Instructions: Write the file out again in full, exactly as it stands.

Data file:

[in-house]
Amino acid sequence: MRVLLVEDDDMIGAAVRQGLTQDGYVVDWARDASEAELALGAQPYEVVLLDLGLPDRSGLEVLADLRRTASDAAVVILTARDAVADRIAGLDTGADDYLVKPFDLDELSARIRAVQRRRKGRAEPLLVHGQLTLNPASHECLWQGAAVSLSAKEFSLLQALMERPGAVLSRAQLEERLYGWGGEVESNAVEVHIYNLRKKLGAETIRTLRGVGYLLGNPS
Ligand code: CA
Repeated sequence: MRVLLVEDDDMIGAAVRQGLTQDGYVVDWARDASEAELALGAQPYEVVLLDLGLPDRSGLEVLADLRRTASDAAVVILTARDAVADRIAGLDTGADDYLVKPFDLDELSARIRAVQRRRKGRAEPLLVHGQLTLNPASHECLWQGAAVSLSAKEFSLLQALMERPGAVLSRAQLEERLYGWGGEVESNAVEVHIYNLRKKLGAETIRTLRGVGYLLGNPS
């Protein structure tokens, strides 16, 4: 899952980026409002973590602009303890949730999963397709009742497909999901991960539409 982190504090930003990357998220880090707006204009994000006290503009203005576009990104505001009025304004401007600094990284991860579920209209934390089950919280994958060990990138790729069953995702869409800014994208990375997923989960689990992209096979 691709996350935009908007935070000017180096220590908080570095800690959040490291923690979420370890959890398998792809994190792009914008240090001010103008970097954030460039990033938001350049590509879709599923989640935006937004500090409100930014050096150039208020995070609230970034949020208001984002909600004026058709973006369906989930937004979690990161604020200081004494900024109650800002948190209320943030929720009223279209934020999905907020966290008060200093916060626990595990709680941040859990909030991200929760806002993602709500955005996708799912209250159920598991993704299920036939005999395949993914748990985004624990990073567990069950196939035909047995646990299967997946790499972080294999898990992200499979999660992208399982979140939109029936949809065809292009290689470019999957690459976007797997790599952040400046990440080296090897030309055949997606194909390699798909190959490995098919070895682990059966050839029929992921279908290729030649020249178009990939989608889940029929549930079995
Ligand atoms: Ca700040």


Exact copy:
[in-house]
Amino acid sequence: MRVLLVEDDDMIGAAVRQGLTQDGYVVDWARDASEAELALGAQPYEVVLLDLGLPDRSGLEVLADLRRTASDAAVVILTARDAVADRIAGLDTGADDYLVKPFDLDELSARIRAVQRRRKGRAEPLLVHGQLTLNPASHECLWQGAAVSLSAKEFSLLQALMERPGAVLSRAQLEERLYGWGGEVESNAVEVHIYNLRKKLGAETIRTLRGVGYLLGNPS
Ligand code: CA
Repeated sequence: MRVLLVEDDDMIGAAVRQGLTQDGYVVDWARDASEAELALGAQPYEVVLLDLGLPDRSGLEVLADLRRTASDAAVVILTARDAVADRIAGLDTGADDYLVKPFDLDELSARIRAVQRRRKGRAEPLLVHGQLTLNPASHECLWQGAAVSLSAKEFSLLQALMERPGAVLSRAQLEERLYGWGGEVESNAVEVHIYNLRKKLGAETIRTLRGVGYLLGNPS
């Protein structure tokens, strides 16, 4: 899952980026409002973590602009303890949730999963397709009742497909999901991960539409 982190504090930003990357998220880090707006204009994000006290503009203005576009990104505001009025304004401007600094990284991860579920209209934390089950919280994958060990990138790729069953995702869409800014994208990375997923989960689990992209096979 691709996350935009908007935070000017180096220590908080570095800690959040490291923690979420370890959890398998792809994190792009914008240090001010103008970097954030460039990033938001350049590509879709599923989640935006937004500090409100930014050096150039208020995070609230970034949020208001984002909600004026058709973006369906989930937004979690990161604020200081004494900024109650800002948190209320943030929720009223279209934020999905907020966290008060200093916060626990595990709680941040859990909030991200929760806002993602709500955005996708799912209250159920598991993704299920036939005999395949993914748990985004624990990073567990069950196939035909047995646990299967997946790499972080294999898990992200499979999660992208399982979140939109029936949809065809292009290689470019999957690459976007797997790599952040400046990440080296090897030309055949997606194909390699798909190959490995098919070895682990059966050839029929992921279908290729030649020249178009990939989608889940029929549930079995
Ligand atoms: Ca700040």